Advent Christmas

December 3, 2017

Absence in Advent

The Christmas chaos has begun. Don’t get me wrong. I am crazy about Christmas. I start carols in September, decorations in October, and sweaters in November. There’s just something about the season that necessitates sheer delight. More seriously, the opportunity to celebrate the generosity of giving and the meekness of mercy is intensely moving. I am captivated by the intersection of heaven and earth. God has put on human skin. Grace is tangible. Love is incarnate.

Thus, it is not surprising that Advent is really hard for me. I am constantly tempted to skip it and go straight to Christmas. I repeatedly succumb to materialism in the name of generosity and sensationalism in the name of joy. Advent makes me uncomfortable. There’s a palpable absence. I know the Lord is here, but I am told to wait for him. I know Christ is born, but I am told He is not here. I am told now, but not yet.

This Sunday is the first Sunday of Advent, and frankly, it feels incredibly far away. Specifically, the unprecedented unveiling, at least in my lifetime, of a systemic culture of sexual abuse that is inundating an ever-shrinking public square is devastating. And recent conversations with “pro-choice” advocates have left me incredibly demoralized. So I’m frustrated that I have to wait. I desperately need the joy of Christmas, the blessed assurance that God has become man. I need to revel in the innocence of a baby, the closeness of salvation. But my ways are not His ways.

Advent is anticipating the beginning of the incarnation. The first person to worship the human Christ was the unborn John the Baptist (Luke 1). He leaps for joy in the presence of the unborn Christ. Even in the womb, Christ is reaching out to John. The first person to see the resurrected Christ was Mary Magdalene. She cries out to her teacher. He returns and appears to her at the tomb He defeated (John 20:11). He speaks with her before He speaks with his beloved disciples.

God knows. Of course He does. Leave it to our God to bestow the two greatest honors of worshipping Him at two human and resurrected beginnings to two individuals who have been the most historically oppressed by society: babies and women. His kindness is so overwhelming. He seeks out the most victimized and the vulnerable. He comes to them when they cannot come to Him. He makes the battered beautiful. The convergence of the ultimate victim and the ultimate victor in the person of Jesus Christ is what enables this immense strength.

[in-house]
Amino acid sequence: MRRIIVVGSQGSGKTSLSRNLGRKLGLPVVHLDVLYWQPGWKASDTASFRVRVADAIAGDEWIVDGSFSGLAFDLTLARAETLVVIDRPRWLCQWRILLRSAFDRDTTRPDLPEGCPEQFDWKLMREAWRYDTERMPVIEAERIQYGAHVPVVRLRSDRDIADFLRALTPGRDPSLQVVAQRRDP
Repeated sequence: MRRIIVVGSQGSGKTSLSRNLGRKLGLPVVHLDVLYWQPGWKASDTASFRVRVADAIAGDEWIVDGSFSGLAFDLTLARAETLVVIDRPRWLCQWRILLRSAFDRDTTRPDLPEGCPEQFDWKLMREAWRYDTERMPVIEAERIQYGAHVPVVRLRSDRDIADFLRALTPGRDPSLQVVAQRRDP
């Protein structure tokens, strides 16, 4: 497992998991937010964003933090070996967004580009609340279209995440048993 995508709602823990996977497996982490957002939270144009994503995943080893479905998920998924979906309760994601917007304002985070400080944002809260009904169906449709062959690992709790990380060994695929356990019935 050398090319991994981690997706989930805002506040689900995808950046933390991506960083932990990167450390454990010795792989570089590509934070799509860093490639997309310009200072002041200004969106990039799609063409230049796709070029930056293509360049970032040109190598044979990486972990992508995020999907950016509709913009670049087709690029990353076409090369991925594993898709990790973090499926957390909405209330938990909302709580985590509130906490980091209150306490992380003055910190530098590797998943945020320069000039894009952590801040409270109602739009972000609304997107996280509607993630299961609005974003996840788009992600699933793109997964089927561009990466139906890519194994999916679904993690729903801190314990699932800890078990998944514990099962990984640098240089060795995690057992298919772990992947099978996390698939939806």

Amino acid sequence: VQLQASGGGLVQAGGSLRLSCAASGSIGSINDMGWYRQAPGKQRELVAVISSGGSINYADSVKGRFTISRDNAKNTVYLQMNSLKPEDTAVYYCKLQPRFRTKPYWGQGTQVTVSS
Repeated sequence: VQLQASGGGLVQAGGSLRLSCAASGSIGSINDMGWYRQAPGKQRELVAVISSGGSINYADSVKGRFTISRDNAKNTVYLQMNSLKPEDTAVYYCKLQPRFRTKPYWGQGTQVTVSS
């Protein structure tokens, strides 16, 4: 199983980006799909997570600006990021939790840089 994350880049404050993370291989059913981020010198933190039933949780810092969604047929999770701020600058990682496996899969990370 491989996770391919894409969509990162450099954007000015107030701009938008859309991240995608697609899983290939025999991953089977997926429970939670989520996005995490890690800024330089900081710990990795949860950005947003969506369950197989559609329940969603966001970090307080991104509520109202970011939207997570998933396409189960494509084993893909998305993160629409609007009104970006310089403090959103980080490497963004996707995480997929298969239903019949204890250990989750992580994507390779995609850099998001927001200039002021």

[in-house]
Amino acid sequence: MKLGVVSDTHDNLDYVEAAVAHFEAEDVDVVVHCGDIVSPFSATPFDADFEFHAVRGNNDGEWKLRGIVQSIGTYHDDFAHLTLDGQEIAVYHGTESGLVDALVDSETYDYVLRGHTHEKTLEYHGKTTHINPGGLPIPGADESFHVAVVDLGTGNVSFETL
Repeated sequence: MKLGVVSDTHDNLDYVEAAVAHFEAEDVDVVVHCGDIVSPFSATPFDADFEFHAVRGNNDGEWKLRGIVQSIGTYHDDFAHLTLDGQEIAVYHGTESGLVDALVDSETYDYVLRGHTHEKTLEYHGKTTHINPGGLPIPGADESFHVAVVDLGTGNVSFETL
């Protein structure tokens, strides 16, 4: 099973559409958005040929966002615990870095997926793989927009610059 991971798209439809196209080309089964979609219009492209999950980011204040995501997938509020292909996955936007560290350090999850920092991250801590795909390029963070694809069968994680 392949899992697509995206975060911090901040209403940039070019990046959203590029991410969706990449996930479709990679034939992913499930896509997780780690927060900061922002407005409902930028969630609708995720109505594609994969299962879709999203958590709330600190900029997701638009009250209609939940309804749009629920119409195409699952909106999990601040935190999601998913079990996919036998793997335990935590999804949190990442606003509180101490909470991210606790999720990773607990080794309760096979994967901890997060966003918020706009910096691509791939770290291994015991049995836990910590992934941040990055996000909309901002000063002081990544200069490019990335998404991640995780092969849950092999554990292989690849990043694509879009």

But in order to appreciate Christ the Redeemer at a gut-level, I desperately need Advent.

In her book, A Circle of Quiet, Madeleine L’Engle suggests that “the minute we begin to think we have all the answers, we forget the questions.” I’m fully aware that the world needs the infant King, but do I genuinely believe I need Him? I know the Savior came to reconcile God with the world, but do I truly realize that I am of the world? That my sin has separated me from God just as equally as the sins of the perpetrators of this societal abuse that I so lament?

I sometimes find that it’s way too easy to answer these questions, and on one level, it’s incredibly obvious to me that I need Him. But what is the extent of my conviction? What is the depth of my dependence?

Advent is the season for us to marinate in these questions. To pray for the discipline to wait for the answers. But quite frankly, I am reluctant to contemplate this. Because to truly enter this space of doubt, I have to confront a heart so depraved and a love so encompassing. Both terrify me. The former because I have to acknowledge the darkness of my soul, and that my dirty wretchedness alone was enough to crucify God Himself. The latter because I have to accept a God so omnipresent and sovereign that He can become tiny enough to confine Himself inside my comprehension of an innocent baby.

A premature Christmas forgets Christ. After all, before His body could be broken, it had to be born. And for it to be born, the people of Israel, Mary, and we have to wait. Indeed, Christ was born to die, so it all comes full circle.

Therefore, in this Advent season, in the midst of all the shopping, lights, and noise, I’ll be once again learning to ask and not to answer. Learning to anticipate an arrival without being assured of it. I’ll be worshipping in my waiting, in the now but not yet. “O Come, O Come, Emmanuel.”


3 Responses to Absence in Advent

  1. Shirleen Wait says:

    The Lord always surprises me the first week of Advent. Sometimes it is a new blessing in my life. Sometimes it is a sin I need to rid myself of, but haven’t really looked at it yet. So – Advent has become my favorite season!

  2. Pdn Michael says:

    “Advent anticipates the beginning of the incarnation”? Actually, the incarnation happened when the archangel Gabriel came to Mary: at that precise moment, “the Word became flesh.” Whether we mean the western Advent, or the Orthodox advent that began on November 15, the incarnation has, liturgically, “already happened.” I don’t intend to nit-pick, but the Christological implications (and the subsequent errors when we get it wrong) are enormous.

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